Me and my shadow: the human face behind the whitewash: Seeta Patel


Louder Than Words

#JESUIS

Patrick Centre, Birmingham Hippodrome, Thursday 15th February, 2018

 

Everything has a hashtag these days, doesn’t it?  We all remember the #JeSuisCharlie one used as a show of solidarity after the shootings at the Charlie Hebdo magazine office in Paris.  But other atrocities don’t receive the coverage on social, or any other media.  The idea behind this new dance production is that other atrocities are being perpetrated and the people caught up in them also exist, they can also proclaim “Je suis” (I am.  I exist)

Director-choreographer Aakash Odedra has put together a troupe of dancers whose initial brief was to portray what life is like in present-day Turkey, but the show developed into something less specific yet more universal.  Rather than particulars, we get types.  A man in a long, military coat, moves jerkily, making weird angles.  He is the oppressor, it transpires, preying on the rest of the ensemble, often singling one member out, male or female, and putting his hand over their mouth and dragging them away, like a lion picking off individuals from the herd.  To a soundtrack of sound effects: sirens, feedback, electric humming, the action plays out, becoming more frenetic, more distorted when loud music is added to the mix.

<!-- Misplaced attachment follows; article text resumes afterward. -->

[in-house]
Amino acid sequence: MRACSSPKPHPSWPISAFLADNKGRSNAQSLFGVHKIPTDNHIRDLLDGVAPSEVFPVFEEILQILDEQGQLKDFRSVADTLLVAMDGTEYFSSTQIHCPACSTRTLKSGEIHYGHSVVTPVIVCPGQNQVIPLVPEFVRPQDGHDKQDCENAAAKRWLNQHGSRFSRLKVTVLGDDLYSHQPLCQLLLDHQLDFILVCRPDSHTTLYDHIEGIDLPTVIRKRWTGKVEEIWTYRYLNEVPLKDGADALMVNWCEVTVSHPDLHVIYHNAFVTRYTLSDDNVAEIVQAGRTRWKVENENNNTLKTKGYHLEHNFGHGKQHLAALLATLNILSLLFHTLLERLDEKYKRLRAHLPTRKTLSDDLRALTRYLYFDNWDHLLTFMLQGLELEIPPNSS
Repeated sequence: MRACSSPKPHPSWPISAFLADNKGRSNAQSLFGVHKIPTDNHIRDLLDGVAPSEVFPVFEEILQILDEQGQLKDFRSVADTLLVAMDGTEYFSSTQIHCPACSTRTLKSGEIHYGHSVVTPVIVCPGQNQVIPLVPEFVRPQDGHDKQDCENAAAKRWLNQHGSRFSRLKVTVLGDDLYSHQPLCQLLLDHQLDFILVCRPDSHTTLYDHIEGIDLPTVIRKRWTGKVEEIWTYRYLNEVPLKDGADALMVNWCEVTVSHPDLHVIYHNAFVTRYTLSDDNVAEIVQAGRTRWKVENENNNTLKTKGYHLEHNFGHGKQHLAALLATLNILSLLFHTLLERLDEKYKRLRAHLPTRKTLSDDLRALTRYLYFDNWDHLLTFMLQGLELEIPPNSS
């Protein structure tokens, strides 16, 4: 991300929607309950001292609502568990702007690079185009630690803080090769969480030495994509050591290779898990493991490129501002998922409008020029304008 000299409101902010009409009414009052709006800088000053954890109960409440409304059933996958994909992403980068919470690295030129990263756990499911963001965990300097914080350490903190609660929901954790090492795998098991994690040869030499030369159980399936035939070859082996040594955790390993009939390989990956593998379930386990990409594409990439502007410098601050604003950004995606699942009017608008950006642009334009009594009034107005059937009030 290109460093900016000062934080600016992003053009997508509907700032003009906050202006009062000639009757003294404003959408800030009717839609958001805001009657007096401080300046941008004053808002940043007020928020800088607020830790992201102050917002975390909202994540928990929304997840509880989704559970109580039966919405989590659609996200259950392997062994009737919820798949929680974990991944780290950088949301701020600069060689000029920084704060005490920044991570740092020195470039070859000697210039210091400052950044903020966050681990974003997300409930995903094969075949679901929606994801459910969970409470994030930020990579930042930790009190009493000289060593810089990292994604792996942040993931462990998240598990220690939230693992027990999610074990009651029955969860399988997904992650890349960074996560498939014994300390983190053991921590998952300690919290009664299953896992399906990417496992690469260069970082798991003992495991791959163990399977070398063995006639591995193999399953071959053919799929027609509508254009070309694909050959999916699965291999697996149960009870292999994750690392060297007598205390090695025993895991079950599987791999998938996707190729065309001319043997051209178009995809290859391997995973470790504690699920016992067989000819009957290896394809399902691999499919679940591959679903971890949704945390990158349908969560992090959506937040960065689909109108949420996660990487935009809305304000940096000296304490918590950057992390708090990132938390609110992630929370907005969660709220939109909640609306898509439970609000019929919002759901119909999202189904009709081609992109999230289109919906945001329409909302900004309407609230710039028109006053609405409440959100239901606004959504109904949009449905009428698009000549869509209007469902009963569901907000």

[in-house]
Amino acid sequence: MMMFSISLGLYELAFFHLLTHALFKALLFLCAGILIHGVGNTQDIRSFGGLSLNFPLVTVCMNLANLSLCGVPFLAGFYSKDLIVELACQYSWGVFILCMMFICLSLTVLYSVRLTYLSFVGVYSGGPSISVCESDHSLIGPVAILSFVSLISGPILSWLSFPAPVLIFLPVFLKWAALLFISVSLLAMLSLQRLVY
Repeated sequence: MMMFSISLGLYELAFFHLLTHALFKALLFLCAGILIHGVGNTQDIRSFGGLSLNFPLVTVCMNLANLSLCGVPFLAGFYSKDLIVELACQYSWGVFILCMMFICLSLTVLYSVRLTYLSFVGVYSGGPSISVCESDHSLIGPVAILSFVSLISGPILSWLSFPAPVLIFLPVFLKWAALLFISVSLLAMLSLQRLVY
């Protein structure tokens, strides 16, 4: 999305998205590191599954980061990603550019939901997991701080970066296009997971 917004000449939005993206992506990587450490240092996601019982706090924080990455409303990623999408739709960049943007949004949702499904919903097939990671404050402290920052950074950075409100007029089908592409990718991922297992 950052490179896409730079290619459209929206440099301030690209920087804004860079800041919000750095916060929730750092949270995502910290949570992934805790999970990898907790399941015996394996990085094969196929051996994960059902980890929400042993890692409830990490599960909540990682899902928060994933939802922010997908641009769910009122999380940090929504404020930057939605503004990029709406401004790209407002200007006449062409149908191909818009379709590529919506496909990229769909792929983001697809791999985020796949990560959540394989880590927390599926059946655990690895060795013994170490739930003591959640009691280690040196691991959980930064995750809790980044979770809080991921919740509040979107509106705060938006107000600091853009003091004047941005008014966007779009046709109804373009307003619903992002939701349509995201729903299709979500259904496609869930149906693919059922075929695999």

The ensemble, faced with a microphone, fall over each other for their chance to speak out – until the Man comes. Between blackouts, we glimpse striking tableaux, some of them Caravaggio would be proud of.  Imprisoned in narrow strips of light, they shake wildly.  They are wrapped in lengths of cling film, robbing them of individuality, dehumanising them.  To sound effects of the sea, they crawl, washed up on the beach, dead – we have all seen images of refugees who have met this fate, especially their children.

The show is a kaleidoscope of imagery and sound.  Some of it is abstract and you get a general feel for what’s going on.  Much of it is more directly recognisable.  All of it is powerful.

I don’t think ‘exhilarating’ is the word I want here, but I am certainly invigorated in a way by the energy of the performers.  Involving disturbing material translated into movement, this piece is not only a demonstration of what Dance can do but also a reminder of what is going on, what people are doing to each other in the world today.  Gripping, inventive and pertinent, #JeSuis engages us intellectually and emotionally.  Admirable.